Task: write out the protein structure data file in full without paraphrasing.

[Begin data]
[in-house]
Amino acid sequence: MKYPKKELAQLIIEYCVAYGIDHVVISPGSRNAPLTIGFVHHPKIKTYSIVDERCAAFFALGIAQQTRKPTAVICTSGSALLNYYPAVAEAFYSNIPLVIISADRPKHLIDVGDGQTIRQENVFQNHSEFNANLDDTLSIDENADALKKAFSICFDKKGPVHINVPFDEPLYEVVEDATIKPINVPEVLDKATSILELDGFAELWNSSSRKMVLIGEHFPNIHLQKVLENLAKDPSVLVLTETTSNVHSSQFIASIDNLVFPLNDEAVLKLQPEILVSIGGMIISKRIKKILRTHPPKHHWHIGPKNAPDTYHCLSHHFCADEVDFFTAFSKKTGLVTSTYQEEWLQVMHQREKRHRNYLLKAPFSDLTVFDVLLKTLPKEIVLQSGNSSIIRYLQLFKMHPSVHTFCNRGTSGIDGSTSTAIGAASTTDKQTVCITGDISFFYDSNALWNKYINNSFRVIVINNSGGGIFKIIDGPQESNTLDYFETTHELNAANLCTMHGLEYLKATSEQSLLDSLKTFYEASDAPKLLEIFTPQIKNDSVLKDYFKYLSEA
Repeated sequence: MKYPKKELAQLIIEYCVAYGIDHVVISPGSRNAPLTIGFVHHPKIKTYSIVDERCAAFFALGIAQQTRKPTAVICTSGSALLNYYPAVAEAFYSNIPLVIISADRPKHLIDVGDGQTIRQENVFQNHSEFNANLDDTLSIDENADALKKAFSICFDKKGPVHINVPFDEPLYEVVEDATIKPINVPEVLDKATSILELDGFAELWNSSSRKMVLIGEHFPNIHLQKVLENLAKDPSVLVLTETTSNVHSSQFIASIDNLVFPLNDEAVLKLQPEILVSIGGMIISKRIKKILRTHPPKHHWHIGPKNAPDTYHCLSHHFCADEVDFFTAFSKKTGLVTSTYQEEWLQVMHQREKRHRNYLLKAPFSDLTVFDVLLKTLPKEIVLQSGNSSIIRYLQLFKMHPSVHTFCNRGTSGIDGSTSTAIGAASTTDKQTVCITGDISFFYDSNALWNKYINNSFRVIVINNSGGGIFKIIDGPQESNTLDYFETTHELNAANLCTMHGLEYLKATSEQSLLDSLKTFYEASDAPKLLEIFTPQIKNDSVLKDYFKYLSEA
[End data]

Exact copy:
[in-house]
Amino acid sequence: MKYPKKELAQLIIEYCVAYGIDHVVISPGSRNAPLTIGFVHHPKIKTYSIVDERCAAFFALGIAQQTRKPTAVICTSGSALLNYYPAVAEAFYSNIPLVIISADRPKHLIDVGDGQTIRQENVFQNHSEFNANLDDTLSIDENADALKKAFSICFDKKGPVHINVPFDEPLYEVVEDATIKPINVPEVLDKATSILELDGFAELWNSSSRKMVLIGEHFPNIHLQKVLENLAKDPSVLVLTETTSNVHSSQFIASIDNLVFPLNDEAVLKLQPEILVSIGGMIISKRIKKILRTHPPKHHWHIGPKNAPDTYHCLSHHFCADEVDFFTAFSKKTGLVTSTYQEEWLQVMHQREKRHRNYLLKAPFSDLTVFDVLLKTLPKEIVLQSGNSSIIRYLQLFKMHPSVHTFCNRGTSGIDGSTSTAIGAASTTDKQTVCITGDISFFYDSNALWNKYINNSFRVIVINNSGGGIFKIIDGPQESNTLDYFETTHELNAANLCTMHGLEYLKATSEQSLLDSLKTFYEASDAPKLLEIFTPQIKNDSVLKDYFKYLSEA
Repeated sequence: MKYPKKELAQLIIEYCVAYGIDHVVISPGSRNAPLTIGFVHHPKIKTYSIVDERCAAFFALGIAQQTRKPTAVICTSGSALLNYYPAVAEAFYSNIPLVIISADRPKHLIDVGDGQTIRQENVFQNHSEFNANLDDTLSIDENADALKKAFSICFDKKGPVHINVPFDEPLYEVVEDATIKPINVPEVLDKATSILELDGFAELWNSSSRKMVLIGEHFPNIHLQKVLENLAKDPSVLVLTETTSNVHSSQFIASIDNLVFPLNDEAVLKLQPEILVSIGGMIISKRIKKILRTHPPKHHWHIGPKNAPDTYHCLSHHFCADEVDFFTAFSKKTGLVTSTYQEEWLQVMHQREKRHRNYLLKAPFSDLTVFDVLLKTLPKEIVLQSGNSSIIRYLQLFKMHPSVHTFCNRGTSGIDGSTSTAIGAASTTDKQTVCITGDISFFYDSNALWNKYINNSFRVIVINNSGGGIFKIIDGPQESNTLDYFETTHELNAANLCTMHGLEYLKATSEQSLLDSLKTFYEASDAPKLLEIFTPQIKNDSVLKDYFKYLSEA